why outcomes may have been met. For instance, staff at an institution's
counseling service desire for all students who are treated for sexually
transmitted diseases to be able to identify the steps and strategies to avoid
contracting them before leaving the 45-minute office appointment. However,
when they evaluated this, they learned that only 70% of the students were able
to do this, but they also examined their office appointment log and realized that
because of the high volume of patients, they were only able to spend 27 minutes
with each student on average. The decreased intended time to teach students
about their well-being may explain why the counseling staff's results were lower
than they would have desired.

Qualitative Assessment Methods

According to Denzin and Lincoln (2004), qualitative research is \"multimethod in

focus, involving an interpretive, naturalistic approach to its subject matter\" (p.
2). Upcraft and Schuh (1996) expand this definition by stating, \"Qualitative
methodology is the detailed description of situations, events, people,
interactions, and observed behaviors, the use of direct quotations from people
about their experiences, attitudes, beliefs, and thoughts\" (p. 21). Qualitative
assessment is focused on understanding how people make meaning of and
experience their environment or world (Patton, 2002). It is narrow in scope,
applicable to specific situations and experiences, and is not intended for
generalization to broad situations. Different from quantitative research,
qualitative research employs the researcher as the primary means of data
collection (e.g., interviews, focus groups, and observations. Also unlike
quantitative research, the qualitative approach is inductive in nature, leading to
the development or creation of a theory rather than the testing of a
preconceived theory of hypothesis (Patton). It is important to note then that
when applying qualitative methodology to outcomes-based assessment, you are
not fully using an inductive approach because you are using the methodology to
determine whether an intended outcome has been identified. However, the
application of the methods themselves can yield very rich findings for outcomes-
based assessment.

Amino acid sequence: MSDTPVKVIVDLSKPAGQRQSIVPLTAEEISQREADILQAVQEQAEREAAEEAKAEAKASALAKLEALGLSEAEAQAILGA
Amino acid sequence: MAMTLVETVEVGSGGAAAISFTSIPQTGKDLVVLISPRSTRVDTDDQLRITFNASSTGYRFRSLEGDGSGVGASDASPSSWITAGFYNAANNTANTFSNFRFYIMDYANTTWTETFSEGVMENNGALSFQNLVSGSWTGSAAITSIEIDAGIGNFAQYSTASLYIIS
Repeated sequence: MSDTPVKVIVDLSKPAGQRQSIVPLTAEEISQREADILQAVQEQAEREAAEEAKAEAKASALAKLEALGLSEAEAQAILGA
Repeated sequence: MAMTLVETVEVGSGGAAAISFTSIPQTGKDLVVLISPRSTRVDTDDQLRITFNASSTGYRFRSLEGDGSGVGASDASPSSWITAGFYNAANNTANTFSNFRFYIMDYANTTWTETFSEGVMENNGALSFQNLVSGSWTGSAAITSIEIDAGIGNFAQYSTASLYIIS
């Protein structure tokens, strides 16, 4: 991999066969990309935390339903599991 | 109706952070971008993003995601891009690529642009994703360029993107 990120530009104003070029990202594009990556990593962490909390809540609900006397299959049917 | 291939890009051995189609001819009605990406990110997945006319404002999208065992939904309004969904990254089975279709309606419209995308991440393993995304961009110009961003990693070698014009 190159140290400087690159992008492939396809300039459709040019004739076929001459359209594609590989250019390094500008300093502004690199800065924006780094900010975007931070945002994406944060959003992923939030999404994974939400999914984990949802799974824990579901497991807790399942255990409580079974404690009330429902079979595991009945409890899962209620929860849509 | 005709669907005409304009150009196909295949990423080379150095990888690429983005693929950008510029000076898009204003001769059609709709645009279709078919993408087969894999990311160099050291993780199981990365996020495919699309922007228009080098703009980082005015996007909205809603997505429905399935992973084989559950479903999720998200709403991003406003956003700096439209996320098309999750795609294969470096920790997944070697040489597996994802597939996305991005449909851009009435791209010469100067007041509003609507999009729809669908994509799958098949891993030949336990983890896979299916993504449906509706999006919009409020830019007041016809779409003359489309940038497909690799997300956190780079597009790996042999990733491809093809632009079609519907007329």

Data for qualitative analysis generally result from fieldwork. According to Patton
(2002), during fieldwork a researcher spends a significant amount of time in the
setting that is being investigated or examined. Generally multimethod in focus,
three types of findings often result from the qualitative fieldwork experience;
interviews, observations, and documents.

Each primary type of qualitative data contributes unique and valuable

perspectives about student learning to the outcomes-based assessment process.
When used in combination, a more complete or holistic picture of student
learning is created.


Interviews comprise a number of open-ended, questions that result in responses

that yield information \"about people's experiences, perceptions, opinions,
feelings, and knowledge\" (Patton, 2002, p.4). It is common to engage in face-to
face verbal interviews with one individual; however, interviews may also be
conducted with a group and administered via mail, telephone, or the Web
(Upcraft & Schuh, 1996). Though questions and format may differ, an essential
component of any interview is the \"trust and rapport to be built with
respondents\" (Upcraft & schuh, p. 32). Open-ended questions can also be given
to students at the conclusion of a program or an event to receive quick and
immediate feedback. At Widener University, \"questions presented before,
during, and after the {student health services} presentations allowed for an
interactive experience and a means to monitor learning progress\" (Bresciani et
al., in press.